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This week at Lifeblue University, it was LB Design Savant Ben Tautfest's turn to teach us all something new. As one of our amazing designers, Ben knows the importance of resolution, color and other factors that keep a site looking consistent and high in quality. So in this week's LBU, Ben took the time to not only show us how to resize and alter logos and images to maintain quality and proper color, but also to stress the importance of such practices in producing top-notch sites, presentation materials and collateral.

Style guides, like the ones Lifeblue's designers user for websites they create, keep a site consistent in the color scheme, typography and general appearance. These guides assist designers in maintaining control over the design and can be handed over to the client post-production to ensure that any changes made stay in harmony with the site they have created. Following a style guide will not only make a website look better, but it also reinforces branding messages by making it instantly recognizable and correctly credited to its respective brand.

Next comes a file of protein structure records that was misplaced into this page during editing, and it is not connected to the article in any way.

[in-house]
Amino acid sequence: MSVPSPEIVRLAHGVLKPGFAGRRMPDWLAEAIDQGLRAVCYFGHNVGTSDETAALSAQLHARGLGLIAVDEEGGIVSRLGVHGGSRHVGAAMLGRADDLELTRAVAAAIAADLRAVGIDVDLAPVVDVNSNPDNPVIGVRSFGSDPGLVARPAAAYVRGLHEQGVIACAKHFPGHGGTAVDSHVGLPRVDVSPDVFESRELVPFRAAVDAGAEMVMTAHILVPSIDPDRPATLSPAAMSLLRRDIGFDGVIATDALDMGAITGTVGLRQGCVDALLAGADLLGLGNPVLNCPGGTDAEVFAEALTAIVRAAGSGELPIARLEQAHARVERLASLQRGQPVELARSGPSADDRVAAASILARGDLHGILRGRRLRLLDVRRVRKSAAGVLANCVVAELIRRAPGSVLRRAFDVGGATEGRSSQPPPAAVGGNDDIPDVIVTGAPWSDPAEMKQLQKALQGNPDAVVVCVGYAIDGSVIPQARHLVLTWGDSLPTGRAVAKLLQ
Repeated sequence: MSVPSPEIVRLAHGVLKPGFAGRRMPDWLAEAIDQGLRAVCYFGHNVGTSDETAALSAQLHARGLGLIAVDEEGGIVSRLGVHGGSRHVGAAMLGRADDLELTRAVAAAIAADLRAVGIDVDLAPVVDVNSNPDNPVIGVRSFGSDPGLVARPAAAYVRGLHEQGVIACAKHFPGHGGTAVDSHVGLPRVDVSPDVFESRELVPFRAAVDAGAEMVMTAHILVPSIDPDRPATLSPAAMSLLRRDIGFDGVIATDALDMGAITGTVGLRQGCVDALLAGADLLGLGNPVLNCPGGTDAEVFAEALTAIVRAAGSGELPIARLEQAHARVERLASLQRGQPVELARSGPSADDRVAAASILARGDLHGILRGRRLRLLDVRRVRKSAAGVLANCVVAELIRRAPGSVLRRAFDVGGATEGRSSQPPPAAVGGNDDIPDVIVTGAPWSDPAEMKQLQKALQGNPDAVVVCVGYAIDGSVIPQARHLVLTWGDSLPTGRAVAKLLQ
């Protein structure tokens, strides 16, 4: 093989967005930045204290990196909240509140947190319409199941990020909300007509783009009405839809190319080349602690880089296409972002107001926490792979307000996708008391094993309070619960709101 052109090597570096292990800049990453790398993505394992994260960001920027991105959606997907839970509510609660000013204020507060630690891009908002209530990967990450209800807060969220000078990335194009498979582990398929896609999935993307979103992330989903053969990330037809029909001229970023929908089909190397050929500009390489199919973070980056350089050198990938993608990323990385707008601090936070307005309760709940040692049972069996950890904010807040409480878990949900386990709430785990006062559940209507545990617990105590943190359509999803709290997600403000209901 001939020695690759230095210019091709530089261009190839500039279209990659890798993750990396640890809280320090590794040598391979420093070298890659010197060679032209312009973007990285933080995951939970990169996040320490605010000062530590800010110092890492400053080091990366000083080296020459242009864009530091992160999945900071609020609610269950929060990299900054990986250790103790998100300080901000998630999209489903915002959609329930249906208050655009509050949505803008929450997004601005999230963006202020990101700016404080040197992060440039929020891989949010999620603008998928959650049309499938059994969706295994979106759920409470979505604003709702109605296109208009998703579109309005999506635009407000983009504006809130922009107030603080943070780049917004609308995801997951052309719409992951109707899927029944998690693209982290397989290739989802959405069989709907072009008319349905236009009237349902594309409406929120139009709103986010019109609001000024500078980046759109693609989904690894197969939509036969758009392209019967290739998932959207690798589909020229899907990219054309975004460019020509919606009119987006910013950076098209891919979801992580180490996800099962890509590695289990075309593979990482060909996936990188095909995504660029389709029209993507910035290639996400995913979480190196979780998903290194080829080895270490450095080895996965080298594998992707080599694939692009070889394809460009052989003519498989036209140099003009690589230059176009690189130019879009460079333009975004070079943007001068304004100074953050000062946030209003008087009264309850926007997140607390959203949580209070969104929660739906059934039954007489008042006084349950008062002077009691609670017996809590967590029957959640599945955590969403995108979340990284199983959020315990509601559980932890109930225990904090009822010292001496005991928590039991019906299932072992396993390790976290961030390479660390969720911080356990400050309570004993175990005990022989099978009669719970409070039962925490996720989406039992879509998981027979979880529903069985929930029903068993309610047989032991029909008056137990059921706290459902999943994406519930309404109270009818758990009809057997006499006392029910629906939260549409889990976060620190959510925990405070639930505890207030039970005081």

But style guides can transcend website design and be transposed to other marketing elements. Once a solid guide is in place, it can be applied to advertising and presentation materials, collateral, social media pages and any other messages put out by the company. This practice goes hand-in-hand establishing cohesive, consistent branding'an important point that we have stressed in posts before.

Companies often lease out different marketing needs to several different agencies; providing them with a style guide to refer these other agencies to will ensure that it is all branded properly. When given the specific hues, fonts and styles to be used, these other agencies'despite creative differences'will most likely produce materials that follow suit with the site and the company's brand image will be further solidified. I can't guarantee that the client will actually decide to enforce the guide, but at least as a designer you will have armed them with what they would need to create a beneficial branding standard for their marketing materials.

Not everyone is a designer who has a trained eye for developing the elements of a style guide. Making it a point to always use one and making it available and comprehensible allows others to forgo making erroneous design decisions themselves, and they will instead know exactly what to do. Create a simple and clear concept guideline, and you will save your client from potential doom. Be responsible and look out for them. Practice safe design. Use a concept. And always do it with style guides.